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The Nunes memo raises far more questions than it answers

Page came to the attention of U.S. intelligence agencies after he made several contacts with individuals believed to be agents of the Russian government. In July of 2016, he traveled to the country and gave a strongly pro-Putin speech. Initially, some former Trump associates claimed to have not known of his trip but after Page testified before the House Intelligence Committee, they acknowledged he had informed them of the trip. The New York Times reported that in 2013, Russian operatives had tried to develop Page, a former energy investment fund operator, into an intelligence asset. According to the Times, they eventually abandoned their efforts, allegedly calling Page an “idiot.”

Arizona Republican Sen. John McCain, chair of the chamber’s Armed Services Committee, expressed anger at unspecified “partisan attacks on the FBI and DOJ” which he said improperly undermined confidence in the Russia investigation of special counsel Robert Mueller.

“The latest attacks on the FBI and Department of Justice serve no American interests – no party’s, no president’s, only Putin’s,” he said in a statement. “The American people deserve to know all of the facts surrounding Russia’s ongoing efforts to subvert our democracy, which is why Special Counsel Mueller’s investigation must proceed unimpeded. Our nation’s elected officials, including the president, must stop looking at this investigation through the warped lens of politics and manufacturing partisan sideshows. If we continue to undermine our own rule of law, we are doing Putin’s job for him.”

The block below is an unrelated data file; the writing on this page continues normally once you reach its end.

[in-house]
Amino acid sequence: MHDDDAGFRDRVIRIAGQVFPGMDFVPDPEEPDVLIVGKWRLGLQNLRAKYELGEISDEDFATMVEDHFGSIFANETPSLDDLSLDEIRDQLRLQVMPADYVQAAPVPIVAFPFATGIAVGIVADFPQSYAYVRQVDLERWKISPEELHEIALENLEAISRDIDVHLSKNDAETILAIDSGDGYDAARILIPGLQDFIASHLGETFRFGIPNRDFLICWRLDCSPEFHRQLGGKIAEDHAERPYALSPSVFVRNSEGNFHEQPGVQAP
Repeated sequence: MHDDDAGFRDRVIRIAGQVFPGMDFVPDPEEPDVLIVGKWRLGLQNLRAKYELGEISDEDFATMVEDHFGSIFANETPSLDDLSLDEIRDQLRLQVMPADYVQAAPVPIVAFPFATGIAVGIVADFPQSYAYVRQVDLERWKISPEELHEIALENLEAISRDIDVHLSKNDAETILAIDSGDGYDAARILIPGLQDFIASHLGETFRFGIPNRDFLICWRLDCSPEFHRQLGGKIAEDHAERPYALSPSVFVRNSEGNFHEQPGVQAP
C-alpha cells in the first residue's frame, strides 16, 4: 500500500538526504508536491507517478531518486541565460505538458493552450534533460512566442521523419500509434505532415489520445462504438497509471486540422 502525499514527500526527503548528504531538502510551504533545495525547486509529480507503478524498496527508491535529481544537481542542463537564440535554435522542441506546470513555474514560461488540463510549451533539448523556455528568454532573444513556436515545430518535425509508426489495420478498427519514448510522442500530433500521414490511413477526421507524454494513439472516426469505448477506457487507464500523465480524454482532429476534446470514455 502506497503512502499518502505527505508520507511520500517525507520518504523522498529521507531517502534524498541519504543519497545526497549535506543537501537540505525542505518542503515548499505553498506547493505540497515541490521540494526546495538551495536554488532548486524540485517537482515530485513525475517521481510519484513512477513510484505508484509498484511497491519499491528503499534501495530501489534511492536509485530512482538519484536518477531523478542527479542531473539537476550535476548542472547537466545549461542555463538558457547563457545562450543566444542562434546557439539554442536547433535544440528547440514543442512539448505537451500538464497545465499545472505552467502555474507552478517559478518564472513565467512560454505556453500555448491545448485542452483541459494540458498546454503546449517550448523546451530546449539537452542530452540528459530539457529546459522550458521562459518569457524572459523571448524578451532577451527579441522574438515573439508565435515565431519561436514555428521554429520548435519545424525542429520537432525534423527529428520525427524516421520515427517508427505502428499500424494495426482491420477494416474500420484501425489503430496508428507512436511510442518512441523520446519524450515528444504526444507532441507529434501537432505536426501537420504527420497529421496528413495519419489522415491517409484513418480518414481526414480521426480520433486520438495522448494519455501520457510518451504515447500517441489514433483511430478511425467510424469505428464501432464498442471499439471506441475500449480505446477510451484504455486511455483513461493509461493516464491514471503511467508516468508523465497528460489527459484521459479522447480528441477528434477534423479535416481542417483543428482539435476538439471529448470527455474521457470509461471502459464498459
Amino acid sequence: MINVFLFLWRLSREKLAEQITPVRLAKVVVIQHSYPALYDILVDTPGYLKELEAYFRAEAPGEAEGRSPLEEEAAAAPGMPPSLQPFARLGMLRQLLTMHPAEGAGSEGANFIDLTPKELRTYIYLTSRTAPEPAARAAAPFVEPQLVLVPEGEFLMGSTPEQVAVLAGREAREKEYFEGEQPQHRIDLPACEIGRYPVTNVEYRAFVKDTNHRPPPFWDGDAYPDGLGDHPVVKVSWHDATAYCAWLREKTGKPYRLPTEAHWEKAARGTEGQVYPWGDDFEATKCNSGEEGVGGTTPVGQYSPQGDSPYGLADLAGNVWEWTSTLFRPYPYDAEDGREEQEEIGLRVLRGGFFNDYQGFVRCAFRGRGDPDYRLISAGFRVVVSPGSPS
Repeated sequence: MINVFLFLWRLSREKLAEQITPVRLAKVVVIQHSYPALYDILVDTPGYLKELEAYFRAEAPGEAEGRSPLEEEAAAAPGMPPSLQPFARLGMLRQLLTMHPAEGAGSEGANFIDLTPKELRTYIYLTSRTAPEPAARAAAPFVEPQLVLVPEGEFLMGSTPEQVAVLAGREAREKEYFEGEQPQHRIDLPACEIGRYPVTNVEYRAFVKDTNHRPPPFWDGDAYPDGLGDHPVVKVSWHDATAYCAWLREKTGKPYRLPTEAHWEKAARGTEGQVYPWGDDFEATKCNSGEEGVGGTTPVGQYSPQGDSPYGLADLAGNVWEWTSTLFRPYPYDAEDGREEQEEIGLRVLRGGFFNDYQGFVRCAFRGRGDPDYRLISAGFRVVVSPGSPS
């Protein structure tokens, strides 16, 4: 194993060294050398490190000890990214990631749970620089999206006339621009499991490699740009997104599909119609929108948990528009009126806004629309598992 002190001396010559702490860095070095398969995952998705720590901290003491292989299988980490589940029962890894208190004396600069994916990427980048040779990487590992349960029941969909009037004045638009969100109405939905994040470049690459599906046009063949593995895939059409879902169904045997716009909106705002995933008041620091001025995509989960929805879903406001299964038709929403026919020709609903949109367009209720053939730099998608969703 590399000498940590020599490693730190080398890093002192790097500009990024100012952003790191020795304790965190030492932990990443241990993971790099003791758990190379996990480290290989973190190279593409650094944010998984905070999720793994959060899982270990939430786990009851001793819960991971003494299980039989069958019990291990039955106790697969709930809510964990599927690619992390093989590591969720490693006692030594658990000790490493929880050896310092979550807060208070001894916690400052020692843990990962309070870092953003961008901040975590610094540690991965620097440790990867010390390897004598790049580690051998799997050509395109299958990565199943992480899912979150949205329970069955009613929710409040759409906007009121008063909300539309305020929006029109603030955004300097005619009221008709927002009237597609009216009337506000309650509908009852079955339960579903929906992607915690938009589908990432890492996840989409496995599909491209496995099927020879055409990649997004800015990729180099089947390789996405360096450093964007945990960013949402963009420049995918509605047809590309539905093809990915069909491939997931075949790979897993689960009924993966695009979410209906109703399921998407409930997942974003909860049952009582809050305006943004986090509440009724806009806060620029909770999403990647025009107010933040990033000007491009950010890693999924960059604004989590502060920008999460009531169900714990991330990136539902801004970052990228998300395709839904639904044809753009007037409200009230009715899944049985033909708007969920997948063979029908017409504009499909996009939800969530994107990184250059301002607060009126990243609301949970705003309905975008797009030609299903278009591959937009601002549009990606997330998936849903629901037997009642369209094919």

Christopher Anders, a lobbyist with the American Civil Liberties Union, said that the allegation that federal investigators withheld relevant information about the funding and motivation of Steele’s investigation were “serious charges” but he did not believe that Nunes memo included enough information to substantiate the allegations.

Source: Salon: in-depth news, politics, business, technology & culture > Politics

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